Wolf Den (2nd graders) – Like Tigers, the Wolf Den usually meets twice a month. These meetings are run by an adult Den Leader. Meetings are planned around monthly educational adventures and may include games, making crafts, taking hikes, and other outdoor activities. Wolf Scouts work towards earning the Wolf Badge.

Bear Den (3rd graders) – Like Tigers and Wolves, the Bear Den usually meets twice a month and meetings are run by an adult Den Leader. Bear Scouts begin to work with more independence, and are introduced to more advanced outdoor skills, such as cooking over a flame, orienteering with a map and compass, and using a pocketknife to cut and whittle. Bear Scouts work towards earning the Bear Badge.

Webelos I and II Dens (4th and 5th graders) – Webelos are the transition from Cub Scouts to Scouts BSA, and stands for WE’ll BE LOyal Scouts. The Scouts work on their Webelos Badge, attend meetings led by adults, and become familiar with the Scouts BSA joining requirements. They should begin to do many of their requirements independently with some guidance from their parents. The Scouts also have the opportunity to participate in activities with local Scout Troops. During the summer, Webelos have the opportunity to attend over-night Cub Scout camp. As 5th graders, the work they do can lead to the highest award a Cub Scout can earn – The Arrow of Light.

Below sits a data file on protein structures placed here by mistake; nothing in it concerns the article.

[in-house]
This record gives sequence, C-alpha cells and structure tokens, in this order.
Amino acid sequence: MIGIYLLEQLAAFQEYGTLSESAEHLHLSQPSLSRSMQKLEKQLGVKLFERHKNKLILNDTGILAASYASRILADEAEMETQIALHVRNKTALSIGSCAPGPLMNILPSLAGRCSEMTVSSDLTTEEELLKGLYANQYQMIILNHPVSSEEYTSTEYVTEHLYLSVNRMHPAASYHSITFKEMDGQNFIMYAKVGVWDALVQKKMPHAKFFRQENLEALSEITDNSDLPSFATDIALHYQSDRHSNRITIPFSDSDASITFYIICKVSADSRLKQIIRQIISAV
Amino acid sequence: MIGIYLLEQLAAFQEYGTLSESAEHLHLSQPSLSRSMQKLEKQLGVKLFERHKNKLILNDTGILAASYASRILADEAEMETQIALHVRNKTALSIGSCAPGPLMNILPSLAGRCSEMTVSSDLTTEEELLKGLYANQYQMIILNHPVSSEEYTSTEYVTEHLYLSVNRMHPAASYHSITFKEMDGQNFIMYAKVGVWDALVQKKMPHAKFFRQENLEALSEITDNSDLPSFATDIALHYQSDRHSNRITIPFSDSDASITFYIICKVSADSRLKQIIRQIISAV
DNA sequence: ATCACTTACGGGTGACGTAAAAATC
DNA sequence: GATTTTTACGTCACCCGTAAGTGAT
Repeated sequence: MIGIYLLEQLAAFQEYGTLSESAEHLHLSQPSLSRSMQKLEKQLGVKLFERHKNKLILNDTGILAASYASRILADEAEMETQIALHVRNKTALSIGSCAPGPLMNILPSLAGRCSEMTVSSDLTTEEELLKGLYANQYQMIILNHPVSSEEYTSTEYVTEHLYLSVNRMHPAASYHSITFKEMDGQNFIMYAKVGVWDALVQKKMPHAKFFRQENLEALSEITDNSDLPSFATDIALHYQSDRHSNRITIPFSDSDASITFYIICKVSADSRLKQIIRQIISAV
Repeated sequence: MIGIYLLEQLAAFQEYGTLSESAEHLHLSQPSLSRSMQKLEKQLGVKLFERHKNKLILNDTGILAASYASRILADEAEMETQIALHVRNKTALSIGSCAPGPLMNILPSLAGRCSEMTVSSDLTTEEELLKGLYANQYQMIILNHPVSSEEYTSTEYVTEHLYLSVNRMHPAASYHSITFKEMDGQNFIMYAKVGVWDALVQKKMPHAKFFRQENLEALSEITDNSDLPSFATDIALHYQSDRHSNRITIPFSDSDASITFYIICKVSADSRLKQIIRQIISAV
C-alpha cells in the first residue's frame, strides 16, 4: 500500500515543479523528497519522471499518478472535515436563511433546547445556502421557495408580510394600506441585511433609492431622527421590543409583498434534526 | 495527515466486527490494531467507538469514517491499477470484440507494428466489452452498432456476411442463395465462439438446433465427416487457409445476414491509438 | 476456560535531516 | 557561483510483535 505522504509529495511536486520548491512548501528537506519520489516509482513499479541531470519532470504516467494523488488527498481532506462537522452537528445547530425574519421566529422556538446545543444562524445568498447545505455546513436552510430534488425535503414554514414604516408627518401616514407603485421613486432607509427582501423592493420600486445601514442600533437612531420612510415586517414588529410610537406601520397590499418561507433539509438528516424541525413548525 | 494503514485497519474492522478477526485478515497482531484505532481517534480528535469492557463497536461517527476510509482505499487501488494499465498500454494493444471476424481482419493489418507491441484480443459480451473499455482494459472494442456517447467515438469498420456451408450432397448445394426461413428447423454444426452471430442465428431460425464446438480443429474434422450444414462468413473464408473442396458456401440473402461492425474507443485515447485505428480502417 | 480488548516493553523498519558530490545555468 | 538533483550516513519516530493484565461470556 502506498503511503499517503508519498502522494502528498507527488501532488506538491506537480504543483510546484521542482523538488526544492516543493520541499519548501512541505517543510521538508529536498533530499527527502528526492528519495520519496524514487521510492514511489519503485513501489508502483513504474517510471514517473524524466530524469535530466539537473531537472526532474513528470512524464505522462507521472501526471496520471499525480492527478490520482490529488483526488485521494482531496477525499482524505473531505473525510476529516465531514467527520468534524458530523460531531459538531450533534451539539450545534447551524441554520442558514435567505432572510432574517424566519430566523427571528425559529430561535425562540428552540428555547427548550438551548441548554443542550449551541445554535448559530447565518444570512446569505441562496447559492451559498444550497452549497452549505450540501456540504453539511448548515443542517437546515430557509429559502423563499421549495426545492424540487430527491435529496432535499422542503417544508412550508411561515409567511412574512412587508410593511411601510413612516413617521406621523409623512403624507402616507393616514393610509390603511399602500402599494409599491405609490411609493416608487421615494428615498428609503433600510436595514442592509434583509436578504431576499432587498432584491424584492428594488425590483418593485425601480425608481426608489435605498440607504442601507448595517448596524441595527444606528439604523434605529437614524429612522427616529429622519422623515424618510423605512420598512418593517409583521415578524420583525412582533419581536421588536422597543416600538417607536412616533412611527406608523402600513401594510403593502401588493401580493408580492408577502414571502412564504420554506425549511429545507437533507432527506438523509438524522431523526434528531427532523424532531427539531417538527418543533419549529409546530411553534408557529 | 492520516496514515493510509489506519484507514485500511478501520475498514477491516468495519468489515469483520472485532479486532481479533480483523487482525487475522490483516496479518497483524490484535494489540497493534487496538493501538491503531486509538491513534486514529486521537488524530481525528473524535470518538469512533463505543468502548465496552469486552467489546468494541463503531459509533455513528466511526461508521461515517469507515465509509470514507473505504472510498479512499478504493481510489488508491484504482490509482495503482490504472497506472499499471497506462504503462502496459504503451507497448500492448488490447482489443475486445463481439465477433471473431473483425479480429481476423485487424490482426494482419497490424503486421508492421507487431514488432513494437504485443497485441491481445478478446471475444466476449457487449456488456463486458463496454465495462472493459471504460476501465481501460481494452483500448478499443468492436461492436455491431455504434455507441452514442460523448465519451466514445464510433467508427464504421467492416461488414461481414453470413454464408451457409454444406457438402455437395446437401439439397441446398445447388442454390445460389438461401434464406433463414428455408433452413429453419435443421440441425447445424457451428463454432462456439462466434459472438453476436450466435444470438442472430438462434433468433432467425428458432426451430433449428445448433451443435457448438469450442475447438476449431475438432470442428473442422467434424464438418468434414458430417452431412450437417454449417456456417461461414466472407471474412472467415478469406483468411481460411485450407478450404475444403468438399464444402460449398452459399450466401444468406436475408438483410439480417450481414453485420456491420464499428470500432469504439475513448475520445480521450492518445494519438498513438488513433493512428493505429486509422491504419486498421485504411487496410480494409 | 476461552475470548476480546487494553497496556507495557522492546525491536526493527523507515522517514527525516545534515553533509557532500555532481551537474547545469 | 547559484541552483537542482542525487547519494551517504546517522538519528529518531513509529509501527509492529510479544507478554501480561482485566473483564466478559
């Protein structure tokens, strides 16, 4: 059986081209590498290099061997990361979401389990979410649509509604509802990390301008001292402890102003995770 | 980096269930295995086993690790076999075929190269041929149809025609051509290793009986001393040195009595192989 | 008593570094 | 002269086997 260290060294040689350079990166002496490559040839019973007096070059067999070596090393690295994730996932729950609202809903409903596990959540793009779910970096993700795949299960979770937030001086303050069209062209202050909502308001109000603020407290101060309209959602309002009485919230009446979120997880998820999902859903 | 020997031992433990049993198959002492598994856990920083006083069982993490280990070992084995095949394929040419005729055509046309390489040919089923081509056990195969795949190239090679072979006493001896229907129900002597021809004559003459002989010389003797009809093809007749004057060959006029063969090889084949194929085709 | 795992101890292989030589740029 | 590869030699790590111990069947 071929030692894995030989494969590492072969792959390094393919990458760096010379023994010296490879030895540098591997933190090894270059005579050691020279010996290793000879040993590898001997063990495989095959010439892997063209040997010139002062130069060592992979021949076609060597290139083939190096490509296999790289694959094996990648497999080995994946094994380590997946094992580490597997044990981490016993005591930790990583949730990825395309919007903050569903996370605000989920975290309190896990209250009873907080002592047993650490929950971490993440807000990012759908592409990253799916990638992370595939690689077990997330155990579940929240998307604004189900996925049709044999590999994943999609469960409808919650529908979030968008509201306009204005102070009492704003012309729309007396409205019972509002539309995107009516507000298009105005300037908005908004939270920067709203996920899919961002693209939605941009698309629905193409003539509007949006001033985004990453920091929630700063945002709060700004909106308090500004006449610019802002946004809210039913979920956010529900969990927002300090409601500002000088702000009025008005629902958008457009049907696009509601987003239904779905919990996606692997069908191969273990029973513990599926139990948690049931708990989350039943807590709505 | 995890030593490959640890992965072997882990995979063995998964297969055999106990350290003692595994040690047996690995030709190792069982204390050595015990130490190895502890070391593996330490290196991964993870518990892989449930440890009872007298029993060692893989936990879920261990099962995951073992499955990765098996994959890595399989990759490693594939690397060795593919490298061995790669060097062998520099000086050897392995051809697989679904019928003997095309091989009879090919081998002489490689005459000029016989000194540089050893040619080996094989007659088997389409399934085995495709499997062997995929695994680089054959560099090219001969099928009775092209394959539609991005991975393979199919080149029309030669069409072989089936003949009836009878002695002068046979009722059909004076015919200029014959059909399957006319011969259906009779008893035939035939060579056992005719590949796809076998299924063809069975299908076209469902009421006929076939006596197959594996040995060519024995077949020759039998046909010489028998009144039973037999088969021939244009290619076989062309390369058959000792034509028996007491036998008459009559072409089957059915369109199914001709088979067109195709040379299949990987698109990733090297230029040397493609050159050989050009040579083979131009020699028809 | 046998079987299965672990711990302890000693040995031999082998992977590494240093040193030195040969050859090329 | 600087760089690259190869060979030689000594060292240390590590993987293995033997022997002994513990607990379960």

Who Helps the Pack Run?

The Pack is run by the Pack Committee, which is made up of parent volunteers. The Committee selects leadership, plans and schedules events, performs record keeping, manages the Pack’s finances, maintains Pack equipment, and helps to train leaders. The Committee meets once a month to help make sure all plans are finalized and to prepare the upcoming months. All parents or guardians are encouraged to be part of the Committee meetings and actively volunteer to help with various events.

Meetings and Events

Then entire Pack meets once a month for a Pack meeting, and the grade-level Dens generally meet once or twice a month for Den meetings or outings. In addition, throughout the year we have special events and gatherings. For example:

  • Pack Campouts (Fall and Spring, and includes entire family)
  • Holiday Party (December)
  • Pinewood Derby (January)
  • Blue and Gold Banquet (Cub Scout Birthday Celebration)(February)
  • Service Projects (Scouting for Food, Community clean-ups, Collecting for PWC Animal Shelter)
  • Model Rocket Launch (March)
  • Cubmobile (Soapbox car) Race (May)
  • Summer Camps (June, July or August)
  • Arrow of Light Ceremony (March)
  • Bridging Ceremony (June)
  • July 4th Parade (July)
  • Baseball Scout Nights - Potomac Nationals (June, July, or August)

All together, these meetings and outings commit families to approximately 4 Cub Scout events per month during the school year. During the summer, we continue to have just-for-fun events, but do not hold Pack or Den meetings.

Chartered Organization

Cub Scout Packs are sponsored by a Chartered Organization that supports our endeavors.  Our Chartered Organization is Prince of Peace United Methodist Church (POPUMC).  POPUMC approves Pack leadership, provides meeting and storage locations, and keeps the Pack within BSA guidelines and policies.